SAGE Transition

By the late 1950s, Lincoln Laboratory was becoming overwhelmed by the magnitude of its responsibilities for standing up the nation's first air defense system. The next phase of SAGE would be integrating interceptor weapons into the software, and that job was so massive that the Laboratory would have had to double in size. MIT, however, was unwilling to let Lincoln Laboratory grow any larger. Furthermore, the original purpose of the Laboratory—research and development—had nothing to do with system implementation of such a vast engineering task. Nonetheless, the SAGE program was continuing. Direction centers were under construction and weapons had begun to be integrated.

Late in 1957, Secretary of the Air Force James Douglas began a discussion with MIT about the future of the program. The Institute had grown increasingly reluctant to continue its involvement in a program that had less and less to do with research and more to do with implementation.


By 1957, Lincoln Laboratory had fulfilled its original charter. The Laboratory moved on to find new mission areas, particularly in ballistic missile defense and communications, and began to take on a new set of problems involving technology in the interest of national security.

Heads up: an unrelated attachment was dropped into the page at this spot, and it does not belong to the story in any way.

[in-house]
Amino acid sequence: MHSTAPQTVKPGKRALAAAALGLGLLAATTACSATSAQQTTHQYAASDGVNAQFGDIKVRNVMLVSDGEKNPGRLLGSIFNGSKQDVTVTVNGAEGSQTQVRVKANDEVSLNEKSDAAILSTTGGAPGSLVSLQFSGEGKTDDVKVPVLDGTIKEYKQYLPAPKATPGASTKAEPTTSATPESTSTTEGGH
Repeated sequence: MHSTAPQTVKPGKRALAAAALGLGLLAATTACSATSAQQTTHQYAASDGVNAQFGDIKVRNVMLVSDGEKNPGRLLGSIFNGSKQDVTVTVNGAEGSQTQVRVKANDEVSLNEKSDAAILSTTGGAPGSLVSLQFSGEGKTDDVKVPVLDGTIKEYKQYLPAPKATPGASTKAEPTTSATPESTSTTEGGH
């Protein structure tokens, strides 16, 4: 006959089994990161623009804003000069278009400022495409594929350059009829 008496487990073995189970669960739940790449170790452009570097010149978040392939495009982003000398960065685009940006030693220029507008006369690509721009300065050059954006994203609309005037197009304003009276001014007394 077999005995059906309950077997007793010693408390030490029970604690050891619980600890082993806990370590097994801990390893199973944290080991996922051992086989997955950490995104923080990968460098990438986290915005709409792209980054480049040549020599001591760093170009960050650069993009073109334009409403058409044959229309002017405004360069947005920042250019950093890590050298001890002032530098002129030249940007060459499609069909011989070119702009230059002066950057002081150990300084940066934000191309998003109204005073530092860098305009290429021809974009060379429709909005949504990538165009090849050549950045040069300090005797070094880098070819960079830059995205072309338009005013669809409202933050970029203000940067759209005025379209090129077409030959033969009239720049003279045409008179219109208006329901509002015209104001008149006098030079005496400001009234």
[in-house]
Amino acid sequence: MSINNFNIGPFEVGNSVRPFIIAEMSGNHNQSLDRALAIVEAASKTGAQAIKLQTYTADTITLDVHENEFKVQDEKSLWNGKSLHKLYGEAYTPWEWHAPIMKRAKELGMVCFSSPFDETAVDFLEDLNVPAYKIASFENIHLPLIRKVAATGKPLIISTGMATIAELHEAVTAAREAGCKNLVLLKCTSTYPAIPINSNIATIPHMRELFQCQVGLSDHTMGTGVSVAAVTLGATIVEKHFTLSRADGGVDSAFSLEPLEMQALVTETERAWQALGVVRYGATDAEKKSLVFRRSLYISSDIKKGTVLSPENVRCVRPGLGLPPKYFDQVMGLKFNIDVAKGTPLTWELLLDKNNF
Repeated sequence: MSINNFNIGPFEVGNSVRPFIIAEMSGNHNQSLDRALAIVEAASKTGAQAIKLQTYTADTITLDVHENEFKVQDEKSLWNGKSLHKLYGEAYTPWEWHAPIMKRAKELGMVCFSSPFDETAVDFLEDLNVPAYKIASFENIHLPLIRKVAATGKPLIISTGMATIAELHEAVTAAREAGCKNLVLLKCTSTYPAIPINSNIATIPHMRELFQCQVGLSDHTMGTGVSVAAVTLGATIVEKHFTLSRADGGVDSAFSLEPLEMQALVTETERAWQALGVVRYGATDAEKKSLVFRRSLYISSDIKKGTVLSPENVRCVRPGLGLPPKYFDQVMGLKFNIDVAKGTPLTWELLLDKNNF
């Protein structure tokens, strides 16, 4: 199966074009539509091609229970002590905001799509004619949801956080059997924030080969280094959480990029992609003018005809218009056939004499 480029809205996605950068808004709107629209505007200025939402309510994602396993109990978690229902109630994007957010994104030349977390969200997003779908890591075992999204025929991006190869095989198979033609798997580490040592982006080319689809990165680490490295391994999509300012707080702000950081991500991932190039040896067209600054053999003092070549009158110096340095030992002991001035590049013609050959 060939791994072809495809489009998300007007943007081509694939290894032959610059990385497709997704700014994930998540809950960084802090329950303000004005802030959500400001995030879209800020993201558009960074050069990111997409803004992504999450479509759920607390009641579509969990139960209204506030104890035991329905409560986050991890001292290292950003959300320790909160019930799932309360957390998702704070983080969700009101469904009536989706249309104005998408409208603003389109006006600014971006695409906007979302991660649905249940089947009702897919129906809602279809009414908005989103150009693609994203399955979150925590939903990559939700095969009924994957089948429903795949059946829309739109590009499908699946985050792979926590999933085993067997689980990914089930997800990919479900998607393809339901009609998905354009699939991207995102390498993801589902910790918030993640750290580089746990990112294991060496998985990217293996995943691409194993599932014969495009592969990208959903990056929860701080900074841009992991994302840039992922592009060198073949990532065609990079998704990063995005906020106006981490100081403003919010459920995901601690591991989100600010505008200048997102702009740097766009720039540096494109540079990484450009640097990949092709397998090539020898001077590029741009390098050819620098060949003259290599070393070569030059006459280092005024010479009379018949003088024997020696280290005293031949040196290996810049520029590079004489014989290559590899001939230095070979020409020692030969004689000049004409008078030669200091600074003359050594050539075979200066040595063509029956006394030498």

The Air Force had approached multiple contractors, but they were either uninterested or unsuitable. What the Air Force needed was a contractor that understood the increasingly complex SAGE system, and Lincoln Laboratory was the only candidate.

Only one option was left—to create a new organization. The Secretary of the Air Force suggested that part of Lincoln Laboratory, the Digital Computer Division, be spun off from the rest of the Laboratory to continue the systems engineering for SAGE on its own. MIT agreed with the proposal, and the MITRE Corporation was established.

MITRE was incorporated as a nonprofit organization in July 1958, and Robert Everett left Lincoln Laboratory to become MITRE's first director.  On January 1, 1959, 485 Lincoln Laboratory employees transferred to MITRE. Neither MIT nor Lincoln Laboratory would remain officially connected with MITRE, but the technical competence of the SAGE project was assured.

Lincoln Laboratory had fulfilled its original charter. With the departure of almost 500 personnel, the Laboratory became a much smaller organization. But after a pause for reevaluation, Lincoln Laboratory found new mission areas, particularly in the areas of ballistic missile defense and communications, and began to take on new problems involving technology in the interest of national security.

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